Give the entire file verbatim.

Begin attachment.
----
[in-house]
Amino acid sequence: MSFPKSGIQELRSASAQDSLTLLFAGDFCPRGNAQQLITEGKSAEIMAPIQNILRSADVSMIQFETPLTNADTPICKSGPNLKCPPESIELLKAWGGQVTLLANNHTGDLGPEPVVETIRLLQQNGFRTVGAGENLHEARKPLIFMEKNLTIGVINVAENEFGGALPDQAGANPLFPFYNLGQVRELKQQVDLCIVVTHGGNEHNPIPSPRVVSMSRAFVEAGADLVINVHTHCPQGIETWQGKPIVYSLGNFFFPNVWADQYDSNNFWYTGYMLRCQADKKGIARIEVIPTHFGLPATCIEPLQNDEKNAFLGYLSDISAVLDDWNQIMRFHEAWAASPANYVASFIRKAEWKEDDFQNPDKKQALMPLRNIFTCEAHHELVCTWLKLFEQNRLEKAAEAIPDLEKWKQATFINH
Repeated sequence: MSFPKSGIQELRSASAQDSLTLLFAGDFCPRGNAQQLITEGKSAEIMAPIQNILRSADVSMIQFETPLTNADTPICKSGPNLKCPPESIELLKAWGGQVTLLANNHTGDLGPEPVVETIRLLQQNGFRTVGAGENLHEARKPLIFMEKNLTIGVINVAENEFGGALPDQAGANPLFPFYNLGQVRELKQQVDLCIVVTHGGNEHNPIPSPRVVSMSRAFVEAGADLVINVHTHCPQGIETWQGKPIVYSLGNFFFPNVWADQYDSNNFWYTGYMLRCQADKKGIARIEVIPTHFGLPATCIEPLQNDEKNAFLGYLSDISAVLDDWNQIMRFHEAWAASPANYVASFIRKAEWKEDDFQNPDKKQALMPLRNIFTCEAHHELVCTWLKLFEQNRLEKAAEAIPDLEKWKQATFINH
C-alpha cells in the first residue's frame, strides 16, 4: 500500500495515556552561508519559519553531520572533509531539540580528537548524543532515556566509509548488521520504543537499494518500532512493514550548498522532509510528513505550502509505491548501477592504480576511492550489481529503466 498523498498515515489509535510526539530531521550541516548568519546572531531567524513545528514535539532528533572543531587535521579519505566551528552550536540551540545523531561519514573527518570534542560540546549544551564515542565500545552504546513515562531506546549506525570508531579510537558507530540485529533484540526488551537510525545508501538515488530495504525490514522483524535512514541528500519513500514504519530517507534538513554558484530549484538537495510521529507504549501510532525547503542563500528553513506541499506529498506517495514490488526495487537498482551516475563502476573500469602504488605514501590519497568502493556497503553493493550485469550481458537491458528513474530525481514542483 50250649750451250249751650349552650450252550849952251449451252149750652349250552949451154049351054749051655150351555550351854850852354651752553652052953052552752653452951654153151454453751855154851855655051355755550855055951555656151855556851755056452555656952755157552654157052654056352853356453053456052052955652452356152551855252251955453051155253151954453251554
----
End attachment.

[in-house]
Amino acid sequence: MSFPKSGIQELRSASAQDSLTLLFAGDFCPRGNAQQLITEGKSAEIMAPIQNILRSADVSMIQFETPLTNADTPICKSGPNLKCPPESIELLKAWGGQVTLLANNHTGDLGPEPVVETIRLLQQNGFRTVGAGENLHEARKPLIFMEKNLTIGVINVAENEFGGALPDQAGANPLFPFYNLGQVRELKQQVDLCIVVTHGGNEHNPIPSPRVVSMSRAFVEAGADLVINVHTHCPQGIETWQGKPIVYSLGNFFFPNVWADQYDSNNFWYTGYMLRCQADKKGIARIEVIPTHFGLPATCIEPLQNDEKNAFLGYLSDISAVLDDWNQIMRFHEAWAASPANYVASFIRKAEWKEDDFQNPDKKQALMPLRNIFTCEAHHELVCTWLKLFEQNRLEKAAEAIPDLEKWKQATFINH
Repeated sequence: MSFPKSGIQELRSASAQDSLTLLFAGDFCPRGNAQQLITEGKSAEIMAPIQNILRSADVSMIQFETPLTNADTPICKSGPNLKCPPESIELLKAWGGQVTLLANNHTGDLGPEPVVETIRLLQQNGFRTVGAGENLHEARKPLIFMEKNLTIGVINVAENEFGGALPDQAGANPLFPFYNLGQVRELKQQVDLCIVVTHGGNEHNPIPSPRVVSMSRAFVEAGADLVINVHTHCPQGIETWQGKPIVYSLGNFFFPNVWADQYDSNNFWYTGYMLRCQADKKGIARIEVIPTHFGLPATCIEPLQNDEKNAFLGYLSDISAVLDDWNQIMRFHEAWAASPANYVASFIRKAEWKEDDFQNPDKKQALMPLRNIFTCEAHHELVCTWLKLFEQNRLEKAAEAIPDLEKWKQATFINH
C-alpha cells in the first residue's frame, strides 16, 4: 500500500495515556552561508519559519553531520572533509531539540580528537548524543532515556566509509548488521520504543537499494518500532512493514550548498522532509510528513505550502509505491548501477592504480576511492550489481529503466 498523498498515515489509535510526539530531521550541516548568519546572531531567524513545528514535539532528533572543531587535521579519505566551528552550536540551540545523531561519514573527518570534542560540546549544551564515542565500545552504546513515562531506546549506525570508531579510537558507530540485529533484540526488551537510525545508501538515488530495504525490514522483524535512514541528500519513500514504519530517507534538513554558484530549484538537495510521529507504549501510532525547503542563500528553513506541499506529498506517495514490488526495487537498482551516475563502476573500469602504488605514501590519497568502493556497503553493493550485469550481458537491458528513474530525481514542483 50250649750451250249751650349552650450252550849952251449451252149750652349250552949451154049351054749051655150351555550351854850852354651752553652052953052552752653452951654153151454453751855154851855655051355755550855055951555656151855556851755056452555656952755157552654157052654056352853356453053456052052955652452356152551855252251955453051155253151954453251554